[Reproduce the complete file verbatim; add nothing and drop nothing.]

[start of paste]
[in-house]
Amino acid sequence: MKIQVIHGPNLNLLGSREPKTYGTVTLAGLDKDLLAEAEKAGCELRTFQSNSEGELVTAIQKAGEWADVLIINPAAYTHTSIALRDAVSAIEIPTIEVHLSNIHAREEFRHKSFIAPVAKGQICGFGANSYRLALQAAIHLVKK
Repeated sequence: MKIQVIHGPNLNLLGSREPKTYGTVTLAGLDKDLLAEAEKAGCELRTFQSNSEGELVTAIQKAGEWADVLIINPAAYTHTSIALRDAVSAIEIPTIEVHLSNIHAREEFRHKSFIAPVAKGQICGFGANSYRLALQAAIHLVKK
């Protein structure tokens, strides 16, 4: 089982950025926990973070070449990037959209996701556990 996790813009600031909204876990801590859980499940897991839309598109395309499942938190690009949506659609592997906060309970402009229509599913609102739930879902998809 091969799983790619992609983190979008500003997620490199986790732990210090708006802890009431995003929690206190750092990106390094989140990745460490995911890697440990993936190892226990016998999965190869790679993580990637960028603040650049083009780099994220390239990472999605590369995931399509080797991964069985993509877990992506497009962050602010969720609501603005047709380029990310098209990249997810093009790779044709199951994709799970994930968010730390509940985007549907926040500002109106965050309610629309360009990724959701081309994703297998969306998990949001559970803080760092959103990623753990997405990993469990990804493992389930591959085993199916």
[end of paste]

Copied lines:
[in-house]
Amino acid sequence: MKIQVIHGPNLNLLGSREPKTYGTVTLAGLDKDLLAEAEKAGCELRTFQSNSEGELVTAIQKAGEWADVLIINPAAYTHTSIALRDAVSAIEIPTIEVHLSNIHAREEFRHKSFIAPVAKGQICGFGANSYRLALQAAIHLVKK
Repeated sequence: MKIQVIHGPNLNLLGSREPKTYGTVTLAGLDKDLLAEAEKAGCELRTFQSNSEGELVTAIQKAGEWADVLIINPAAYTHTSIALRDAVSAIEIPTIEVHLSNIHAREEFRHKSFIAPVAKGQICGFGANSYRLALQAAIHLVKK
């Protein structure tokens, strides 16, 4: 089982950025926990973070070449990037959209996701556990 996790813009600031909204876990801590859980499940897991839309598109395309499942938190690009949506659609592997906060309970402009229509599913609102739930879902998809 091969799983790619992609983190979008500003997620490199986790732990210090708006802890009431995003929690206190750092990106390094989140990745460490995911890697440990993936190892226990016998999965190869790679993580990637960028603040650049083009780099994220390239990472999605590369995931399509080797991964069985993509877990992506497009962050602010969720609501603005047709380029990310098209990249997810093009790779044709199951994709799970994930968010730390509940985007549907926040500002109106965050309610629309360009990724959701081309994703297998969306998990949001559970803080760092959103990623753990997405990993469990990804493992389930591959085993199916």